Walling AM, Asch SM, Lorenz KA et al (2010) The quality of care provided to hospitalized patients at the end of life. Arch Intern Med 170:1057–1063PubMedCrossRefGoogle Scholar
  8. 8.
    Steinhauser KE, Christakis NA, Clipp EC et al (2001) Preparing for the end of life: preferences of patients, families, physicians, and other care providers. J Pain Symptom Manage 22:727–737PubMedCrossRefGoogle Scholar
  9. 9.
    Teno JM, Clarridge BR, Casey V et al (2004) Family perspectives on end-of-life care at the last place of care. JAMA 291:99–93CrossRefGoogle Scholar
  10. 10.
    Singer PA, Martin DK, Keiner M (1999) Quality end of life care: patients’ perspectives. JAMA 281:163–168PubMedCrossRefGoogle Scholar
  11. 11.
    Casarett D, Pickard A, Bailey E et al (2008) Do palliative consultations improve patient outcomes? J Am Geriatr Soc 56:593–599PubMedCrossRefGoogle Scholar
  12. 12.
    Wright AA, Zhang B, Ray A et al (2008) Association between end-of-life discussions, patient mental health, medical care near death, and caregiver bereavement adjustment. JAMA 300(14):1665–1673PubMedCrossRefGoogle Scholar
  13. 13.
    Lautrette A, Darmon M, Megerbane B et al (2007) A communication strategy and brochure for relatives of patients dying in the ICU. N Eng J Med 356:469CrossRefGoogle Scholar
  14. 14.
    Higginson IJ, Finlay IG, Goodwin DM et al (2003) Is there evidence that palliative care teams alter end-of-life experiences of patients and their caregivers? J Pain Symptom Manage 25:150–168PubMedCrossRefGoogle Scholar
  15. 15.
    Temel JS, Greer JA, Muzikansky A et al (2010) Early palliative care for patients with metastatic non-small-cell lung cancer. NEJM 363:733–742PubMedCrossRefGoogle Scholar
  16. 16.
    Garrett JM, Harris RP, Norburn JK et al (1993) Life-sustaining treatments during terminal illness. Who wants what? J Gen Intern Med 8(7):361–368PubMedCrossRefGoogle Scholar
  17. 17.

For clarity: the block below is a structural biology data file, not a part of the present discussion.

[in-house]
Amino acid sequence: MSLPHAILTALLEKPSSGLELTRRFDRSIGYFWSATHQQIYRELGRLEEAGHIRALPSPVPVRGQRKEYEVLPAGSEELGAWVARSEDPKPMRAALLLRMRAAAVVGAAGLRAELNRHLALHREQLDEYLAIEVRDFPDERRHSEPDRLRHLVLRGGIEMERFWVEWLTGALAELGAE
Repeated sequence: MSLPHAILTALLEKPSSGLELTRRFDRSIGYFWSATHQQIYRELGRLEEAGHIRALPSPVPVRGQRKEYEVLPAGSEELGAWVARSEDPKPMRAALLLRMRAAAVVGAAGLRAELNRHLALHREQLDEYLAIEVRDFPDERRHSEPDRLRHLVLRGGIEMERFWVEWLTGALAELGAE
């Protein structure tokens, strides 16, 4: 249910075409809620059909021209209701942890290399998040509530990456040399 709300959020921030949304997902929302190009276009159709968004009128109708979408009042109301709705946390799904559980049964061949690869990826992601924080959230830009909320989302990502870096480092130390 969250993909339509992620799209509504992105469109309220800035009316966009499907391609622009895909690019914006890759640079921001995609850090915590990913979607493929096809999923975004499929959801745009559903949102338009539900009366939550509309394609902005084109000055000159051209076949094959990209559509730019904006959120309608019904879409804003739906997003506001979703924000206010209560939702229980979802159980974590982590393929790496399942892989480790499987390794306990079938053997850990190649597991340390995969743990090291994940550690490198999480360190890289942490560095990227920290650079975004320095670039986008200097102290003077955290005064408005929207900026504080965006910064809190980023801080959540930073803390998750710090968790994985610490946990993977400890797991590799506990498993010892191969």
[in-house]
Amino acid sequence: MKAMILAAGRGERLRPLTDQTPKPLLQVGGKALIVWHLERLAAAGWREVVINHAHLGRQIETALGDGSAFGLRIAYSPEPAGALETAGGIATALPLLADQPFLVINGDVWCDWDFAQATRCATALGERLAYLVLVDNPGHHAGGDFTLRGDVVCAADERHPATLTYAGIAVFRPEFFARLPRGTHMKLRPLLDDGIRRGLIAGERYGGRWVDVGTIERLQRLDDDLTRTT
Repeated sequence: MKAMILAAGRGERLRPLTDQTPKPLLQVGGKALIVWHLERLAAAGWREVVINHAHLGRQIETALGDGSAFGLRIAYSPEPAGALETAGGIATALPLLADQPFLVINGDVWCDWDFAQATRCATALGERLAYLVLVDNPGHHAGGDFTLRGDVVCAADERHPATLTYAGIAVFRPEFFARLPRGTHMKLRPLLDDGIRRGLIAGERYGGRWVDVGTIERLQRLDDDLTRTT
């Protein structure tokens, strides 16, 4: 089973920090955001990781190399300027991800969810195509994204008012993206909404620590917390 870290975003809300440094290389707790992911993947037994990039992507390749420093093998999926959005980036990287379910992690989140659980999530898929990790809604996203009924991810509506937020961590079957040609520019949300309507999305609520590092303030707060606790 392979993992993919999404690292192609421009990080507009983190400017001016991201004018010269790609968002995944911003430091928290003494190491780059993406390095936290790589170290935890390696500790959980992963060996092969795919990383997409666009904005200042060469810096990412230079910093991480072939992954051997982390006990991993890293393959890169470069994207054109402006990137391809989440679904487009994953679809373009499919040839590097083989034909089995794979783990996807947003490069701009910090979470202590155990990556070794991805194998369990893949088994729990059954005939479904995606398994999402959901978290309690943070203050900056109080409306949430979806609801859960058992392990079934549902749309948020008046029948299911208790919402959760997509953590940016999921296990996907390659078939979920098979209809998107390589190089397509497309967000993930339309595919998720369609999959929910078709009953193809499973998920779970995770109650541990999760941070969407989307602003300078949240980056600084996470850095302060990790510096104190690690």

Pearlman RA, Cain KC, Starks H et al (2000) Preferences for life-sustaining treatments in advance care planning and surrogate decision making. J Palliat Med 3:37–48PubMedCrossRefGoogle Scholar
  18. 18.
    Luck J, Peabody JW, Dresselhaus TR et al (2000) How well does chart abstraction measure quality? Am J Med 108(8):642–649PubMedCrossRefGoogle Scholar
  19. 19.
    Glare P et al (2003) A systematic review of physicians’ survival predictions in terminally ill cancer patients. BMJ 327:195–198PubMedCrossRefGoogle Scholar
  20. 20.
    Malin JL, O’Neill SM, Asch SM et al (2011) Quality of supportive care for patients with advanced cancer in a VA medical center. J Palliat Med 14:573–577PubMedCrossRefGoogle Scholar
  21. 21.
    Dy SM, Asch SM, Lorenz KA, Weeks K, Sharma RK, Wolff AC, Malin JL (2011) Quality of end-of-life care for patients with advanced cancer in an academic medical center. J Palliat Med 14:451–457PubMedCrossRefGoogle Scholar

Copyright information

© Springer-Verlag (outside the USA) 2012

Authors and Affiliations

  • Anne M. Walling
    • 1
    • 3
  • Steven M. Asch
    • 6
    • 7
  • Karl A. Lorenz
    • 3
    • 4
  • Jennifer Malin
    • 3
  • Carol P. Roth
    • 4
  • Tod Barry
    • 5
  • Neil S. Wenger
    • 1
    • 2
    • 4
  1. 1.Division of General Internal Medicine and Health Services Research, David Geffen School of MedicineUniversity of California, Los AngelesLos AngelesUSA
  2. 2.UCLA Health System Ethics CenterLos AngelesUSA
  3. 3.Greater Los Angeles Veterans Affairs Healthcare SystemLos AngelesUSA
  4. 4.RAND HealthSanta MonicaUSA
  5. 5.UCLA Center for Patient Safety and QualityLos AngelesUSA
  6. 6.VA Palo Alto Healthcare SystemPalo AltoUSA
  7. 7.Stanford School of MedicineStanfordUSA

Personalised recommendations